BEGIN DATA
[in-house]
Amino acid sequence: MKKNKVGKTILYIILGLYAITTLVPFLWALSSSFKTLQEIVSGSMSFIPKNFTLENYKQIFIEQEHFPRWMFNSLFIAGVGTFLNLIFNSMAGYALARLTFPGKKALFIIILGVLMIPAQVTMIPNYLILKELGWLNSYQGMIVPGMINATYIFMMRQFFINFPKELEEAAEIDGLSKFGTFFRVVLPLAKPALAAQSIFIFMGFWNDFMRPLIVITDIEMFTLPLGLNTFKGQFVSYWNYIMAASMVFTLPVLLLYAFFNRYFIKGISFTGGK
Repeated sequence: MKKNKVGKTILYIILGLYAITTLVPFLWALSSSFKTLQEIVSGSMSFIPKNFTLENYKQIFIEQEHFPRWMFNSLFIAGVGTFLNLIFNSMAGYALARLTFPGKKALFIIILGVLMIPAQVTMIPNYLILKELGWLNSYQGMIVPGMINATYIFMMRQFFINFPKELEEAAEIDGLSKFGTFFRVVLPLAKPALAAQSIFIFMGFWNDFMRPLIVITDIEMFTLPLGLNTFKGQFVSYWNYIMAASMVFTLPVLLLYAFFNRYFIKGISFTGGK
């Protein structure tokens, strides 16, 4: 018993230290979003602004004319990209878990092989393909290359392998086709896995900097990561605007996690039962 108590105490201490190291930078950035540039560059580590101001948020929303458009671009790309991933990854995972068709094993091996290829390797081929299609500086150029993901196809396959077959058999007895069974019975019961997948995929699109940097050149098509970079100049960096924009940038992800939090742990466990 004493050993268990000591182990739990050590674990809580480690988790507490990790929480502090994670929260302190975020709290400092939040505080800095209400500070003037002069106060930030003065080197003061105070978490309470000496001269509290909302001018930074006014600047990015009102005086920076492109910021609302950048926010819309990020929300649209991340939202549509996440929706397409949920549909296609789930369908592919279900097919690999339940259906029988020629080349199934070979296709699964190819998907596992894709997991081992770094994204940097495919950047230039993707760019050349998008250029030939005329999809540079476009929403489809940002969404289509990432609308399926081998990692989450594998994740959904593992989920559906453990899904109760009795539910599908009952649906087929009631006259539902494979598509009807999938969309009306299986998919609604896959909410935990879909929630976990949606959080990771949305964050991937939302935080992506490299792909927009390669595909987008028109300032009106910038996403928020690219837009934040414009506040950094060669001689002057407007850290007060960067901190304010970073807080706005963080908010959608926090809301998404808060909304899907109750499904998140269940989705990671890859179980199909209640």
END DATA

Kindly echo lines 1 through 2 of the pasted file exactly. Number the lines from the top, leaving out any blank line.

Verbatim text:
[in-house]
Amino acid sequence: MKKNKVGKTILYIILGLYAITTLVPFLWALSSSFKTLQEIVSGSMSFIPKNFTLENYKQIFIEQEHFPRWMFNSLFIAGVGTFLNLIFNSMAGYALARLTFPGKKALFIIILGVLMIPAQVTMIPNYLILKELGWLNSYQGMIVPGMINATYIFMMRQFFINFPKELEEAAEIDGLSKFGTFFRVVLPLAKPALAAQSIFIFMGFWNDFMRPLIVITDIEMFTLPLGLNTFKGQFVSYWNYIMAASMVFTLPVLLLYAFFNRYFIKGISFTGGK